well I have never spead a spm for a riker mound but pinned many other insects for dioramas , pin as usual and just remove the pin later when spm is dry, when removing pin grab with tweezers or needle nose pliers and turn colckwise or similar to loosen pin before pulling it out .
I got away from Rikers years ago, and it also depends if your spreading papered/dried material, or freshly killed ones. In the case of papered material, Id let the pin in until the specimen is dry. For freshly killed specimens I always removed the pins immediatly after the wings have been positioned. In this case you'll always seem to get stubborn specimens where the body has "glued" itself to the pin and it can become very tricky and nerve racking to remove it later on without damages. Once this happens, all you can do is cut off the pin CAREFULLY!
Post by starlightcriminal on Aug 25, 2011 5:28:49 GMT -8
I pull the pin out immediately after spreading- use spreading forceps to hold the thorax down and then pull the pin right out. Then there is no concern of pins sealed to a dried, brittle insect. I use this for insects that aren't going into a drawer immediately- does anyone ever have enough drawers? Many of my papered specimens are really "carded," that is spread but without a pin and placed on a support with absorbent lintless tissue underneath and then the whole thing slid into an envelope. For obvious reasons, insects that you don't have space in a box or drawer for can't have pins. I've taken a liking to the look of the pinless specimen anyway, I am thinking about converting over a cabinet to narrower drawers, like big riker mounts, because by conserving the added height the pin requires you can include a few extra drawers per cabinet. Of course you have to be able to build your own custom, shallow drawers, but if you have a few tools handy this is not difficult at all. Always an issue of space... Anyone else need a personal museum?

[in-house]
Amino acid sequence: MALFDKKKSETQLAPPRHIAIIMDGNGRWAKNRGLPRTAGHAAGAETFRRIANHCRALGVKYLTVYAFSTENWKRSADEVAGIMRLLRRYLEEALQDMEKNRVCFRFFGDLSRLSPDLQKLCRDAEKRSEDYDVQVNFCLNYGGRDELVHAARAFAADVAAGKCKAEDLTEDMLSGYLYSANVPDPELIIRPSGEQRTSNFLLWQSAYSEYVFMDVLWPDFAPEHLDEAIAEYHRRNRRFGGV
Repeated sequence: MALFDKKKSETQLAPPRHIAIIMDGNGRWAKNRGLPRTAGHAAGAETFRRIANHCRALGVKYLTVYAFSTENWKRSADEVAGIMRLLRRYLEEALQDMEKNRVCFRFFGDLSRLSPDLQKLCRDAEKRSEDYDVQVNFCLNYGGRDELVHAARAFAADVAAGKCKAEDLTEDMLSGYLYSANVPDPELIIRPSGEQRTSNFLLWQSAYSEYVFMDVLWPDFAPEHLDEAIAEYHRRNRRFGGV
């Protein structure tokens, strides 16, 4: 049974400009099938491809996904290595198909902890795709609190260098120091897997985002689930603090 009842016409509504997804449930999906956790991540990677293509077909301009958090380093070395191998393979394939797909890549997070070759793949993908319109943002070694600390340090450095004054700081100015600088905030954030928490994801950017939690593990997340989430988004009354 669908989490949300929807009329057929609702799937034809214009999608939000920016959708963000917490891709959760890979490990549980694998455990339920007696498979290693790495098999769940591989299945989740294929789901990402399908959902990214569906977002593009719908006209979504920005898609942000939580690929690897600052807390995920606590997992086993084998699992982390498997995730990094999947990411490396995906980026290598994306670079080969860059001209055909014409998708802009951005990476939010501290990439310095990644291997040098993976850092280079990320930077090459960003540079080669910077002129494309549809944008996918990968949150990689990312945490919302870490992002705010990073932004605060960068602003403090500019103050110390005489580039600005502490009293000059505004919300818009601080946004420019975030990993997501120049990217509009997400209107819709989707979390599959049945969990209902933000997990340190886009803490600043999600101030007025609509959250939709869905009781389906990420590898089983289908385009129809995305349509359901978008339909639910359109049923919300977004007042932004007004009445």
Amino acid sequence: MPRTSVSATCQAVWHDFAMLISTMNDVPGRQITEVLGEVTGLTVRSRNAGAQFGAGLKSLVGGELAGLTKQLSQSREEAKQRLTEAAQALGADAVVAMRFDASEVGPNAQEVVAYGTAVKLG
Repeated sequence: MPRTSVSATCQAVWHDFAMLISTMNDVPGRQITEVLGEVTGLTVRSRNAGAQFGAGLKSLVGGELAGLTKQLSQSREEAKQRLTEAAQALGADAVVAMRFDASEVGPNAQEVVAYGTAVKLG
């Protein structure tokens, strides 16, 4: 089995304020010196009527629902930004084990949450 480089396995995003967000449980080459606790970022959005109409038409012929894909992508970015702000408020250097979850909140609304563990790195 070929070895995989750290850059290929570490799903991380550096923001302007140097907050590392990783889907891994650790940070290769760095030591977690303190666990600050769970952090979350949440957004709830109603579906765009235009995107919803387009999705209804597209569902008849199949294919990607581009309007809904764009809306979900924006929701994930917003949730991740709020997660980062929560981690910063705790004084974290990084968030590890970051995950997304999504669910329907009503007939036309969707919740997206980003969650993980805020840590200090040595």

Post by lordpandarus on Aug 25, 2011 20:37:09 GMT -8
By the way the most important part is placing the specimens in the Riker mounts correctly
I cut a slit in the filling with scissors for the thorax and abdomen where I want to place the specimens so there is no pressure on them. If you don't the thorax may bend to one side or the specimens move around when you close the cover. Also you must secure the covers with several pins on each side. If the cover can move the antennaes may break
Back when I did Riker mounts (long ago) I made up several special pinning boards just for them. The first from 1" thick high density foam sheets, later from wood with magnetic covers so they would work the same as all my regular pinning boards I had modified. I didn't need to pin the thorax with either type for Riker mounts, so they always came out perfect.